Worse still, if the thickness gauge is located so far downstream that the thickness data takes more than a moment to reach the gauge, the controller can become impatient. Seeing no results from an initial control move, the controller will make another and another until some change begins to appear in the measurements reported by the sensor.

By that time, the controller’s cumulative efforts will have already overcompensated for the original error, causing an error in the opposite direction. The result will be a constant series of up and down swings in the roller pressure—and a lot of steel ruined by lateral corrugations.

Ultrasonic examples

Distance can also be an issue when placing ultrasonic proximity sensors. These work by bouncing a pulse of sound waves off the object to be detected. The time required for the pulse to reach the object and return to the sensor indicates the distance between them, but only if the speed of the pulses is known and the object is not so far away that the returning pulse becomes too faint to detect.

The latter problem is particularly acute when the object is so small that only a fraction of the sound waves striking it get reflected. The smaller the object, the closer an ultrasonic proximity sensor must be to detect it.

Fortunately, halving the distance between the sensor and the object quadruples the strength of the returning waves, so even a modest decrease in the separation between the two can greatly improve the sensor’s chances of successfully detecting the object.

Determining the speed of the ultrasonic pulses can also be a problem when the object is so far away from the sensor that appreciable variations occur in the temperature of the intervening air. The sensor can measure the temperature of the nearby air mass to determine how fast sound will pass through it, but the sensor cannot account for changes in the speed of the ultrasonic pulses as they pass through distant masses of air with different temperatures. It can only assume that all of the intervening air is at the same temperature.

So if in fact the temperature of the air varies along the path of the pulse, the sensor will miscalculate the total distance that the pulse has traveled and misidentify the object’s position. The same problem afflicts ultrasonic level sensors that are placed too far above the surface of the liquid in a tank. See the “Temperature gradient” graphic.

Ultrasonic proximity sensors can also have trouble detecting objects that are too close. Consider the situation depicted in the “Secondary echo” graphic. In this example, the distance between the bottom sensor and the bottom object is exactly half the distance between the top sensor and the top object. The time required for an ultrasonic pulse to traverse the shorter distance should be exactly half that of the longer distance, and the lower sensor should be able to detect that the lower object is only half as far away.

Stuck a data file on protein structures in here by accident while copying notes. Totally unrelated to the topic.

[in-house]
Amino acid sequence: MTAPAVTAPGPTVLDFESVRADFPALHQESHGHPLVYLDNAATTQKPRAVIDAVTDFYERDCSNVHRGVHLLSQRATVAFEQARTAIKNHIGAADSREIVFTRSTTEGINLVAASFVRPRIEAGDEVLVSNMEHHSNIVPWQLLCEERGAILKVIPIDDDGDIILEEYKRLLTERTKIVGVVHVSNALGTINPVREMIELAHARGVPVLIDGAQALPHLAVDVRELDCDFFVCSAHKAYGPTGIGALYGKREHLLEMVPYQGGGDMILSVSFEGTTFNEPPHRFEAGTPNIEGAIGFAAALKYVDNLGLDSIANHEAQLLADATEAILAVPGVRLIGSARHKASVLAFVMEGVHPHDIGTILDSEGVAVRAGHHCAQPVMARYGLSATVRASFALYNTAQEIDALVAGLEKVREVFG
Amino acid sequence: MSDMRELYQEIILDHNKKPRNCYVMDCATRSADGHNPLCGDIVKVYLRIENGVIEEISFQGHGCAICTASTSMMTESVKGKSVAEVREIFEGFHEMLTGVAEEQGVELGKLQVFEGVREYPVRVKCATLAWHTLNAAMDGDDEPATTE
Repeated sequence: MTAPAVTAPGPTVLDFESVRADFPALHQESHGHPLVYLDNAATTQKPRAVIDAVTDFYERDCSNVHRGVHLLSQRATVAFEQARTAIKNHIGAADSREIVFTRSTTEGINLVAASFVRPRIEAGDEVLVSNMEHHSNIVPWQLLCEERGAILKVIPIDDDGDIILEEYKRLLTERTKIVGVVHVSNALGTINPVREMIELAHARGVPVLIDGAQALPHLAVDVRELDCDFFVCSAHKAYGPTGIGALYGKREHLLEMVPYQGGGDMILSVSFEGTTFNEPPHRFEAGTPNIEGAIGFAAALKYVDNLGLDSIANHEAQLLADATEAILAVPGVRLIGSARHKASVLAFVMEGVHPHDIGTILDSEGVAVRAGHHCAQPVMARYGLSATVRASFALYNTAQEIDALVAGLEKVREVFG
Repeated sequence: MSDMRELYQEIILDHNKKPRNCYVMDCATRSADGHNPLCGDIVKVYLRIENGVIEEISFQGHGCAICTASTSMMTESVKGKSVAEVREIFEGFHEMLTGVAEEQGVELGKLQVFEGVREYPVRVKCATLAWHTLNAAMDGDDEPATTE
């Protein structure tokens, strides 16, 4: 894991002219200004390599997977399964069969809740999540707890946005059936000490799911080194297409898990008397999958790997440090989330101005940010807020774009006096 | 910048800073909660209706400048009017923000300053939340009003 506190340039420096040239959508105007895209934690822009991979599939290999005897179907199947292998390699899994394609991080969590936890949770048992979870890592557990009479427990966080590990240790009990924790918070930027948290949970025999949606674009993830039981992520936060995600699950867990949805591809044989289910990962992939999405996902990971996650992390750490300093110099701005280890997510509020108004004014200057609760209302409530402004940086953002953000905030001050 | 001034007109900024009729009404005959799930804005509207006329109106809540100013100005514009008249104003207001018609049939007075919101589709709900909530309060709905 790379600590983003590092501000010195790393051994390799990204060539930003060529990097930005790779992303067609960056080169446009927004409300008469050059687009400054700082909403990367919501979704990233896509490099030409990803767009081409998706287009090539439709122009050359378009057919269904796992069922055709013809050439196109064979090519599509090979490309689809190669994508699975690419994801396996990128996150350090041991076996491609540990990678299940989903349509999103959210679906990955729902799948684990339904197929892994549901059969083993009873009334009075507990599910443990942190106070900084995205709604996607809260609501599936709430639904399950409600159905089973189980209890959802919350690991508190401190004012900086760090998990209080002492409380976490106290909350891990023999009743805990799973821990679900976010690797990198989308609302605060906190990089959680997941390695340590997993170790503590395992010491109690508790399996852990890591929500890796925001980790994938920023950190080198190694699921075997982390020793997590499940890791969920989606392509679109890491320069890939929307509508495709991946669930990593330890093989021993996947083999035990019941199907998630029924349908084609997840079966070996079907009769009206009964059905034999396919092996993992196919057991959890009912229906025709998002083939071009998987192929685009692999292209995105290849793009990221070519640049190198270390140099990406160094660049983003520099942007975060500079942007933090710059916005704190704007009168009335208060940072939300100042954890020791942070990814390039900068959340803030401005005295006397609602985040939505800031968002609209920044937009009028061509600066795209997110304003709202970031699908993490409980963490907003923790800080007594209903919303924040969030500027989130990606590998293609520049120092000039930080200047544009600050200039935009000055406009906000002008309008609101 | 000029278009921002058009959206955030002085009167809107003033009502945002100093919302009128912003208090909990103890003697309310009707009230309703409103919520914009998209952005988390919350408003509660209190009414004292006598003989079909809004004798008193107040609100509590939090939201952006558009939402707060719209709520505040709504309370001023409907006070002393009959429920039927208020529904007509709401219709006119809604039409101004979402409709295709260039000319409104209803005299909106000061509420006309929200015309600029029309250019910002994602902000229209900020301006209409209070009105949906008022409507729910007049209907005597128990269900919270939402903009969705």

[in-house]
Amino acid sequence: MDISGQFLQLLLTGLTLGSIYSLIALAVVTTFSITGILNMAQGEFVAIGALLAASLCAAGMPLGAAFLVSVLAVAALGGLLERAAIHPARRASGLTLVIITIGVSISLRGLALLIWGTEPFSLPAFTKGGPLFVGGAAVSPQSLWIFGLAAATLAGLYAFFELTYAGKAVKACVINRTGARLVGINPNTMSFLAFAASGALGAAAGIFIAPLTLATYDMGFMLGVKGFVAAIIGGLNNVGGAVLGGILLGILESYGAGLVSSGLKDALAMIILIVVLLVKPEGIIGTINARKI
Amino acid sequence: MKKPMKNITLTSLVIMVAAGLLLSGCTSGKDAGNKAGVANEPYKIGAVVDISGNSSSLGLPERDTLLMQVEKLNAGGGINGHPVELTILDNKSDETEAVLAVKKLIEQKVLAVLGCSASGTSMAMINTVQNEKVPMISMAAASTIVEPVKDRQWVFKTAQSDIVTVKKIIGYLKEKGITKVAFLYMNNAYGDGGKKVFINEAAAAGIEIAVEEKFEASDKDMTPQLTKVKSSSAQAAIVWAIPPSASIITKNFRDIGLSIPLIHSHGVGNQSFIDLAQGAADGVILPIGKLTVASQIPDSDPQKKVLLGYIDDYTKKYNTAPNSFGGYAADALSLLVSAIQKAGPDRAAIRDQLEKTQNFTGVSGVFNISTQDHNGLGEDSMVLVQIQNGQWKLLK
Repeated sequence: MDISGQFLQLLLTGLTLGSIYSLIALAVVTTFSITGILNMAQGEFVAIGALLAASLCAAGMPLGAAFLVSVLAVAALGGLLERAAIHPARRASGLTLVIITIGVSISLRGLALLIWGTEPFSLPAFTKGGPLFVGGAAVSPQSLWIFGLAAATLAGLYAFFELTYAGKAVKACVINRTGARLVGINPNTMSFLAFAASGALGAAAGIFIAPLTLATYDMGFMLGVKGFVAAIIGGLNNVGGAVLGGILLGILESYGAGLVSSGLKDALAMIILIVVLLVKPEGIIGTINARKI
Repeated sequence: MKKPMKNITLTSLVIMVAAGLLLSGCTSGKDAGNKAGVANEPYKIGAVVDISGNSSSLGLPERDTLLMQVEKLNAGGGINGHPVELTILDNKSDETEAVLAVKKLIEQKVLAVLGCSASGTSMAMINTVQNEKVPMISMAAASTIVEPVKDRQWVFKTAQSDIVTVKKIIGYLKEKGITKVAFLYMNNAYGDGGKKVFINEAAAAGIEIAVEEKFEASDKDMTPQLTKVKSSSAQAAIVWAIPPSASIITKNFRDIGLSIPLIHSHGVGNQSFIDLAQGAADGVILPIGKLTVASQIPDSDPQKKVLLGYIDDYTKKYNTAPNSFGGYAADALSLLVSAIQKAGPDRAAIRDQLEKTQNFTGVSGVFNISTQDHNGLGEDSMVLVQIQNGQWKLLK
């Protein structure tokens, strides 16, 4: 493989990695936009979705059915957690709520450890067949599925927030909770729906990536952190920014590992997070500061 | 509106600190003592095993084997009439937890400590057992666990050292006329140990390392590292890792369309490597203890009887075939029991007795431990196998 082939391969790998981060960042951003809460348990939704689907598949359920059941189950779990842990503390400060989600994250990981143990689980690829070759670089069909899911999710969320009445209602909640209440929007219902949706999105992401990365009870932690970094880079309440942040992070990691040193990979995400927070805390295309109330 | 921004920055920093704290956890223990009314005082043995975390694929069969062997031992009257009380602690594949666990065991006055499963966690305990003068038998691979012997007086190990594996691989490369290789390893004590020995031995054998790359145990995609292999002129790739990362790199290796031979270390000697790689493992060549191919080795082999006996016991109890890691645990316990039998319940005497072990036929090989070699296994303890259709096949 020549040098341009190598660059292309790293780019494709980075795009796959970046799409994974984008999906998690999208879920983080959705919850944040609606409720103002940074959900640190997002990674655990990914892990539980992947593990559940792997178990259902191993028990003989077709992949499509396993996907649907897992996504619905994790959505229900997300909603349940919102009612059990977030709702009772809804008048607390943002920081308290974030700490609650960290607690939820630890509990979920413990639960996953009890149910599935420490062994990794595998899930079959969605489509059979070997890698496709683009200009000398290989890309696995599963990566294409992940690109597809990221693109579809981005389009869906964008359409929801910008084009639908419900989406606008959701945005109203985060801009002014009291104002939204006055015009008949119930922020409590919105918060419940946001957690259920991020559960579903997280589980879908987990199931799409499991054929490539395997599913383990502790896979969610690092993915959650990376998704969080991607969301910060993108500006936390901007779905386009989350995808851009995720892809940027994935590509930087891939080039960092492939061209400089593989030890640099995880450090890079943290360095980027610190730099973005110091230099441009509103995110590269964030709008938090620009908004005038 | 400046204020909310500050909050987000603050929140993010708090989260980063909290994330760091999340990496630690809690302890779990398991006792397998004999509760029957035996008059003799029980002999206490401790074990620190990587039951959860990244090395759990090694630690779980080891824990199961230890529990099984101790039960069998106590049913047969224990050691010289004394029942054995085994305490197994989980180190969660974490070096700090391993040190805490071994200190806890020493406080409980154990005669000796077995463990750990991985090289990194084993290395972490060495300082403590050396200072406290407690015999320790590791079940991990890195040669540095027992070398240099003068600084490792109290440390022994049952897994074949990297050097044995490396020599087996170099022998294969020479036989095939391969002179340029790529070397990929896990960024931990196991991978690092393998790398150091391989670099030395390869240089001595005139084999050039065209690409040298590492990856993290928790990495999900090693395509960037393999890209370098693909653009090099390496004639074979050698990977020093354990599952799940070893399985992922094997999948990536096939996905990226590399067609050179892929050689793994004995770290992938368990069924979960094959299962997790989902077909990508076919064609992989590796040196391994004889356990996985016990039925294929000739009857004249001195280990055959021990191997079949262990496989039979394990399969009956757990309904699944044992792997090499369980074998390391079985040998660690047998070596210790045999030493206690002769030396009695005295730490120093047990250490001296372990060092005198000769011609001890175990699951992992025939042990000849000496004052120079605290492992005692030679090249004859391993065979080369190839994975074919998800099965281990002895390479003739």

However, if the separation between the bottom sensor and the bottom object is too small, the sound waves bouncing off the bottom object may also bounce off the bottom sensor and make a second round trip. The total time required for that secondary echo to return to the sensor a second time would be exactly the same in the top case. As a result, the bottom sensor will “see” two objects—the real thing and a ghost object twice as far away.

For more sensor- and application-specific information, visit specific sensor vendor sites. Find them at

Five basic questions to ask when placing sensors

Is there any useful information available at the sensor’s proposed location? Incomplete mixing in a tank, shadows on objects being scanned optically, and obstructions between the sensor and the data source can severely reduce the intensity and accuracy of the data being collected.

Is there any extraneous information there? Unwanted data sources such as radio frequency interference can add so much noise to the desired data that the sensor’s measurements become useless.

Can the sensor actually get a reading there? Extreme conditions at some locations such as turbulence, excessive vibrations, or high temperatures can defeat or completely disable some sensors.

Is the information coming from that spot actually the information that is desired? Poor placement can cause a sensor to register auditory echoes and optical reflections as ghost data.

Can the data be collected quickly enough from that spot to do any good? Data that takes too long to collect can give an outdated impression of the current conditions.